The Botswana Salt Pans: A Moonscape in Africa

Who says you have to travel to the moon to see a lunar-like surface? Or to hear lunar-like silence? Or to feel as if you’re a million miles (or, in the moon’s case, 250,000 miles) from anywhere else?

There’s actually a place in Africa that looks, sounds (silence!), and feels like you’ve landed on the moon. It’s a lot easier to get there, however. It’s called the Makgadikgadi Salt Pans, and it’s found in the country of Botswana. 

Here, you’re in a place so remote and so flat that you can actually see the curvature of the Earth. So quiet that you can actually hear the blood circulating in your ears. So still that you’ll never experience anything like it again. The silence and the stillness may take a bit of getting used to for harried city-dwellers. Yet, improbably, as you adjust to the silence and the stillness, you’ll begin to see and hear and feel the rhythms of life, animal and natural, of this unique place.

This place may look like the moon now. But it looked and sounded far different a few millennia ago. The Salt Pans are all that remains of a vast prehistoric lake that was actually larger than Switzerland. As time and nature converged to change the landscape here, the lake retreated, leaving behind an arid land filled with salt deposits. So arid, in fact, that it’s now a desert.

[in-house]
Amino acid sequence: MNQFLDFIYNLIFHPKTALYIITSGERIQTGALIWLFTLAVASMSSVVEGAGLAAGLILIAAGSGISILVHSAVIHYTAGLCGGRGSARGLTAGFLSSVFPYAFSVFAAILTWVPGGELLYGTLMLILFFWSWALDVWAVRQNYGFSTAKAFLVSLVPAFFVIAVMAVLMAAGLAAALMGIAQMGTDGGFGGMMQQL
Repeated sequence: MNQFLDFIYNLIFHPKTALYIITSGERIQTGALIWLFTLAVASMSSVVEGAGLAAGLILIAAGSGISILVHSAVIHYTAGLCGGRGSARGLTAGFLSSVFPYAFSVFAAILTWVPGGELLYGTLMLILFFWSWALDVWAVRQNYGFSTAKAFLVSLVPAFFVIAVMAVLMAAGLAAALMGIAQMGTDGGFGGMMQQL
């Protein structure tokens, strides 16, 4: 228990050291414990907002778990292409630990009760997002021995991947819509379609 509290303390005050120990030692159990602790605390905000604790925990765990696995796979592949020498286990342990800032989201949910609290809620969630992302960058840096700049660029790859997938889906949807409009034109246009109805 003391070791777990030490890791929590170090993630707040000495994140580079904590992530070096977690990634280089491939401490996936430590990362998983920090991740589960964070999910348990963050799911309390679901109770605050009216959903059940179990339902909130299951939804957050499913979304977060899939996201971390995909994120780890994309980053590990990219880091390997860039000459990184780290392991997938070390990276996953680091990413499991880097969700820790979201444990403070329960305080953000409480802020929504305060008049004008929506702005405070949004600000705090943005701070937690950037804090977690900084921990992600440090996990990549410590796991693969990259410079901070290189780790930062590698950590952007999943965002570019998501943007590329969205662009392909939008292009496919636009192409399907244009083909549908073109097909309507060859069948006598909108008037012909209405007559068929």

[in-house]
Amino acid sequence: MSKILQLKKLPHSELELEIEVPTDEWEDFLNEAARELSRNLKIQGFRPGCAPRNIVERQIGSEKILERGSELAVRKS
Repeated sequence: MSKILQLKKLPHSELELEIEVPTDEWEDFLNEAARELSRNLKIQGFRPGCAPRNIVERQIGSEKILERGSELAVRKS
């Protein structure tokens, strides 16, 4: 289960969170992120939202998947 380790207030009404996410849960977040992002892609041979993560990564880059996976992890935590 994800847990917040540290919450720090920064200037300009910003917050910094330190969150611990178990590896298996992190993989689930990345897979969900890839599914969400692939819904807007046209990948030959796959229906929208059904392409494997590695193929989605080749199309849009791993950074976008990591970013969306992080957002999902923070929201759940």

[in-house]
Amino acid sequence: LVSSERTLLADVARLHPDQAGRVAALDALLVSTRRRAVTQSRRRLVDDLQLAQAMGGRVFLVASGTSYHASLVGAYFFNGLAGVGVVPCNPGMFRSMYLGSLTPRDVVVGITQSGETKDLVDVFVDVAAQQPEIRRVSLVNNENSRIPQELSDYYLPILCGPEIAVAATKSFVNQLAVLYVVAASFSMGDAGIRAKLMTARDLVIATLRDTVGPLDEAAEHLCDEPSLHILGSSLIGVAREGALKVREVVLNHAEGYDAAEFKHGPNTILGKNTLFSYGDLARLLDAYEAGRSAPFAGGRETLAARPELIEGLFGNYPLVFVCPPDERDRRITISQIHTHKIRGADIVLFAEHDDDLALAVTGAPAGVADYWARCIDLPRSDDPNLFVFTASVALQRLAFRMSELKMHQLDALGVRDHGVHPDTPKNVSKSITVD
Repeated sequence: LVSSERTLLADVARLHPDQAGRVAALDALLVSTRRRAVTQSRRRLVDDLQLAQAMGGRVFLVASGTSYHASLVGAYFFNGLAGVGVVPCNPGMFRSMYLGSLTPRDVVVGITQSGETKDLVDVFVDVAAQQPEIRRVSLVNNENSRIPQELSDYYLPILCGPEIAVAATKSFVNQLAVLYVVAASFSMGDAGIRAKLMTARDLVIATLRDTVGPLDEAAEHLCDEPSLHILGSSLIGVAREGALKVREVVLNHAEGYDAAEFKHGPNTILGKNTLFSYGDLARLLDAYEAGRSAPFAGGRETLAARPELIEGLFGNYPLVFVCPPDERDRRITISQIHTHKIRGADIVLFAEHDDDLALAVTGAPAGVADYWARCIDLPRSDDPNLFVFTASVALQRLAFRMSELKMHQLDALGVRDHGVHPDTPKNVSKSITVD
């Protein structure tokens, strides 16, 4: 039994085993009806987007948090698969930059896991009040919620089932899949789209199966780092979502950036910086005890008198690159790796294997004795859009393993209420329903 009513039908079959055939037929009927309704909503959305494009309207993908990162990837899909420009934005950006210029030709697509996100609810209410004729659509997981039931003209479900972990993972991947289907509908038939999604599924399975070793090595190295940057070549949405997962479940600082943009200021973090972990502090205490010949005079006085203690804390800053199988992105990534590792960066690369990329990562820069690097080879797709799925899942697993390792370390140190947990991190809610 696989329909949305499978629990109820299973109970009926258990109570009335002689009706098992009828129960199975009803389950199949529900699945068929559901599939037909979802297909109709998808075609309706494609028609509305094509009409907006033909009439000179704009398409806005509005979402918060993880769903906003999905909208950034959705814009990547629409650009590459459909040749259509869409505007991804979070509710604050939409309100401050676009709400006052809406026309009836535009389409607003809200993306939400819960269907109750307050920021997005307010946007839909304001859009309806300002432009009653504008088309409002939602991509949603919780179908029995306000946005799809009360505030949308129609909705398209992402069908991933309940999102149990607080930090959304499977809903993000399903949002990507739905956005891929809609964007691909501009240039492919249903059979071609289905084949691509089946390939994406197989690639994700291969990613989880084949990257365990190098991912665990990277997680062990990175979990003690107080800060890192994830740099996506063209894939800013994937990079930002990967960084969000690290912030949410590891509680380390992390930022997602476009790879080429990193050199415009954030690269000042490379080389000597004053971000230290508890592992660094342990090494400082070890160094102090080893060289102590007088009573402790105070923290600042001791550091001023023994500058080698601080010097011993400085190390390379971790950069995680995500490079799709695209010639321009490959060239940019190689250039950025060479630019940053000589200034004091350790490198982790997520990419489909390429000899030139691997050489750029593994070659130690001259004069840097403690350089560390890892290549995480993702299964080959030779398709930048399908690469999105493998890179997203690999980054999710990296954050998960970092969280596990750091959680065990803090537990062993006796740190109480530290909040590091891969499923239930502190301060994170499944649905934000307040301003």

The lake disappeared geologic-ages ago, but there’s still an “island” of sorts here. It’s called Kubu Island. But don’t let the name fool you. It’s not an island at all, but, rather, a 2.5-billion-year-old granite outcrop filled with as many fossils and man-made artifacts as any place on Earth.  

In the Makgadikgadi Salt Pans, “you can see forever” is not just an expression – it’s true. One thing you won’t see very often, however, is human beings. But when you do come across one or two – often nomadic tribesmen who move from one place to another – there’s an opportunity for an incredible cultural interaction.

You’ll see plenty of four-legged creatures, however, among them meerkats, zebra, wildebeest, aardvark, brown hyena, and springbuck, all of whom have somehow adapted to life in this harsh place.   

How can you get to this “moonscape?” No spaceship necessary. A Botswana company called Uncharted Africa Safari Co. can take you here in style…in several styles, in fact. The company operates plush camps, motorized bike safaris, and horseback safaris in this hidden corner of the world.

During the “green” season in the Makgadikgadi – from November through March – the landscape changes dramatically. When the rains come, the pans fill up with water; so much water, in fact, that it often remains until April or May.

During this time, when the sky isn’t blotted out by rain-clouds, it’s often blotted out by clouds of flamingo and other migratory birds. For a few months, at least, this land blooms with vegetation, as well as both game and predators. During these months you can witness the last surviving migration of zebra and wildebeest in Southern Africa. And when you do, clouds of dust will rise up toward the skies, a thunderous sound will fill the air, and the Earth will shake under their feet.

During the dry season, Uncharted Africa Safari Co. offers Kubu Island “Quad Bike” Expeditions. Quad bikes are motorized, four-wheeled bikes which can access areas that larger vehicles can’t…and they actually resemble some of the photos of moon-exploration vehicles we’ve seen. The five-night itinerary is based out of one of the company’s properties, Jack’s Camp.